We just recently had a student apply to DePaul with amazing work from one of these apps. They are capable of producing some nice work. Our school offers classes in 3D animation, stop-motion animation, effects, and independent filmmaking, and I’ve seen some outstanding work. The teachers are high up in the industry, and each one can draw well. They have to.
Can you be taught appeal?
Ooh, tough one. I think it’s like any kind of drawing, it takes practice. I’ve seen people who want to do it, but they just don’t have what a lot of their classmates have. So they decide for themselves that this is what I’m going to do, and they practice, and they draw, making a point to draw all the time. They have their sketchbook with them and draw at every free moment. They get better. I know masters who do the same thing. They’re at the top of everyone’s game, and they are still practicing in the parks, drawing at every free moment.
With practice comes confidence. Is there any kind of encouragement you can give young artists who feel intimidated about showing their work?
I just recently had a discussion with one of my students about this very issue. She is a very strong artist who wasn’t turning in her work. She had it in her mind that she was comparing her work to others, which might have been more polished. I don’t look for polished, I look for something that’s clear, dynamic and interesting. My classes are about exercises, not necessarily creating a finished product. I told her these are exercises for learning basic principles and seeing gestures. You don’t have to be precious with your drawings, they’re meant to be thrown away, they’re just practice. My advice is to do the exercise, then move on to the next one, each time with new knowledge. You can repeat the exercises, but don’t labor on getting things perfect, otherwise you’ll never get through them. First, you lose a lot of time, and second, you’re only learning about this one little thing that has to be perfect. You may be missing what’s really important.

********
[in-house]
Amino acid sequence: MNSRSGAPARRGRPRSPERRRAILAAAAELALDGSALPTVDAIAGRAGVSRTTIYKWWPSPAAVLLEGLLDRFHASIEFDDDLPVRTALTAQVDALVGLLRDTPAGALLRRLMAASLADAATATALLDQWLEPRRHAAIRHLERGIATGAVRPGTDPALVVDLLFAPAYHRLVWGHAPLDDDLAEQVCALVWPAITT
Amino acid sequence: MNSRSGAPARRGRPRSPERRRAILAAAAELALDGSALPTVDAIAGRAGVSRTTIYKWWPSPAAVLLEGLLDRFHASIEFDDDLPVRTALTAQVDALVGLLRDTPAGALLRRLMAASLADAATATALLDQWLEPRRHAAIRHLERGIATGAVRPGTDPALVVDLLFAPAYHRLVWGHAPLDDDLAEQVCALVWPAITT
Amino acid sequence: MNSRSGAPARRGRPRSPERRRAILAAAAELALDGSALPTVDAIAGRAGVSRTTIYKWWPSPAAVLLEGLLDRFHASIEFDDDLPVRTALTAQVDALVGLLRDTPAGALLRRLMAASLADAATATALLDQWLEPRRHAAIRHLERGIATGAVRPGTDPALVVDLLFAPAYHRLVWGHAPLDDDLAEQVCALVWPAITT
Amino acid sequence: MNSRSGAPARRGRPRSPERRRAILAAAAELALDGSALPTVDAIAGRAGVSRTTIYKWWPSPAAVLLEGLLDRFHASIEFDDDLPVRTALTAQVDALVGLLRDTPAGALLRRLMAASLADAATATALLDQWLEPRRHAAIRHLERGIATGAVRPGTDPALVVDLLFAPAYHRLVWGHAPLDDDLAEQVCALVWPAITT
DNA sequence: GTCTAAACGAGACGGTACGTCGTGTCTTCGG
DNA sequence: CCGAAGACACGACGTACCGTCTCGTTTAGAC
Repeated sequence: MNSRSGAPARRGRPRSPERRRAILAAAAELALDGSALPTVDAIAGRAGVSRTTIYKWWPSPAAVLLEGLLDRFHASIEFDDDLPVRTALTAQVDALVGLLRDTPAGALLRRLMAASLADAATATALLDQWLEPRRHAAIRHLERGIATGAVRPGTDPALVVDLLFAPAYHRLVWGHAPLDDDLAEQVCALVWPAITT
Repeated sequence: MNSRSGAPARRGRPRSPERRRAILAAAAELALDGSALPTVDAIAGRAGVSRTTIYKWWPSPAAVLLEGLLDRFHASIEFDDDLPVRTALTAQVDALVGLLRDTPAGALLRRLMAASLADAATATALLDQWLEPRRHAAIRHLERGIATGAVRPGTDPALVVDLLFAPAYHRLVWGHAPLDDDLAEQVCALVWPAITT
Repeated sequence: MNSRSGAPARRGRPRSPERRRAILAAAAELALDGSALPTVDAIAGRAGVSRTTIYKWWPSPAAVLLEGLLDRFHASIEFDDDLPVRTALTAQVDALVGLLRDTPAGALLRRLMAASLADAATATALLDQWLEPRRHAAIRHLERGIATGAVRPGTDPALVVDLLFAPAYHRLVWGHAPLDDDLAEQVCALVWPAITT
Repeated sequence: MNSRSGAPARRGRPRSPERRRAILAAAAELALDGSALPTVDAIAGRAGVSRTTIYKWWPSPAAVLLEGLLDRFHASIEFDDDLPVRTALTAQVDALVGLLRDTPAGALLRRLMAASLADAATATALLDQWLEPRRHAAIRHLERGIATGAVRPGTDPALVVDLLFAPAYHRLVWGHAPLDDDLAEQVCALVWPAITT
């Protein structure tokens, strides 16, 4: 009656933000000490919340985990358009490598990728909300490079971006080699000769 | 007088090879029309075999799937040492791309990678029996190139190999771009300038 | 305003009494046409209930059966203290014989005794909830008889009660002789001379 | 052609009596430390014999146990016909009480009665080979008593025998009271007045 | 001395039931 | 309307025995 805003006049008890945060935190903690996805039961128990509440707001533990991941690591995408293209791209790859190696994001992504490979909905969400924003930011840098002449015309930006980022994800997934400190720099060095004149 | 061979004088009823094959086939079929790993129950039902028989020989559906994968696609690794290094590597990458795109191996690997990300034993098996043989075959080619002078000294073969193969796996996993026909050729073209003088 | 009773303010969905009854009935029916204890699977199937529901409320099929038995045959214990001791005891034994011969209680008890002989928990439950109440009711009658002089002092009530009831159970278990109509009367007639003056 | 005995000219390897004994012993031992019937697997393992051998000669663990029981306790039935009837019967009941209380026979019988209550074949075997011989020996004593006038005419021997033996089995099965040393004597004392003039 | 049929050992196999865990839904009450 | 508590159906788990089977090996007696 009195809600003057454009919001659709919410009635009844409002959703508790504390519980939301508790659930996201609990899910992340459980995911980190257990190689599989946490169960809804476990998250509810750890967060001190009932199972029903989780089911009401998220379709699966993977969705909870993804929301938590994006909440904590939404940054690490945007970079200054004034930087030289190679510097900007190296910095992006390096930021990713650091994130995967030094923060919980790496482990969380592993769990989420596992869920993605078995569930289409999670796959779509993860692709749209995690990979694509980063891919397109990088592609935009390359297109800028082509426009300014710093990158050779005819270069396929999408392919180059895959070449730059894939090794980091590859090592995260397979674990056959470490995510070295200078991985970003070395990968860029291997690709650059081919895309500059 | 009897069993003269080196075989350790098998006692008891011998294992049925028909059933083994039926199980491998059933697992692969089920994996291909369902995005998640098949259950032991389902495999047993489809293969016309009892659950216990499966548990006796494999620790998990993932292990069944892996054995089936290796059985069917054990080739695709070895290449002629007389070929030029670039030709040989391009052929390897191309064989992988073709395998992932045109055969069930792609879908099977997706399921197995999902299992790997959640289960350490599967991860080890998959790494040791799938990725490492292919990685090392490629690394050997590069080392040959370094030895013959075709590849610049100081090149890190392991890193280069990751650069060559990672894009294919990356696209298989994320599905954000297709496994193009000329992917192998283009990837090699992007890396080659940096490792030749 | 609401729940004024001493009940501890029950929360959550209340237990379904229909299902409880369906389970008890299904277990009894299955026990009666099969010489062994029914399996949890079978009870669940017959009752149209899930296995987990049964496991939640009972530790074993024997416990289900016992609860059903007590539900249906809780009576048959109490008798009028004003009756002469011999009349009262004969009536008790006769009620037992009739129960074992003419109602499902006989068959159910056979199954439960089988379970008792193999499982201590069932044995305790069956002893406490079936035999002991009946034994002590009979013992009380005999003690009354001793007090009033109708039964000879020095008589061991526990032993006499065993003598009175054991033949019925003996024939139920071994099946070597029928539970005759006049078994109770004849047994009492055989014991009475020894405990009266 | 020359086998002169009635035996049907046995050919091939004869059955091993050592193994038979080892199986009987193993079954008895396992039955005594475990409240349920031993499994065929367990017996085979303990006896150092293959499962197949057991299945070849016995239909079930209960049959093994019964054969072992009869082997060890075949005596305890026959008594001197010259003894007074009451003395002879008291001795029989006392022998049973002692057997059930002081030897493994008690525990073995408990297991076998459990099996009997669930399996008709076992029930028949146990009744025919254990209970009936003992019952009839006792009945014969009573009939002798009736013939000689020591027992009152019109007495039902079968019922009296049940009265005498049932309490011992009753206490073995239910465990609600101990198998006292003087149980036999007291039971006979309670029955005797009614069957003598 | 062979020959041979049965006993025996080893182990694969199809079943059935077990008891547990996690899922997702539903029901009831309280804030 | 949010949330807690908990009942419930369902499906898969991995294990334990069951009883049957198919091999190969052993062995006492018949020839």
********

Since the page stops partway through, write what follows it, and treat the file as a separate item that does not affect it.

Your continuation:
If you go through drills, (do one thing, complete it, do another thing, complete it.) you’ll get all this experience under your belt. Each one is not going to be a masterpiece, but after having drilled yourself like that, your ability is going to get better!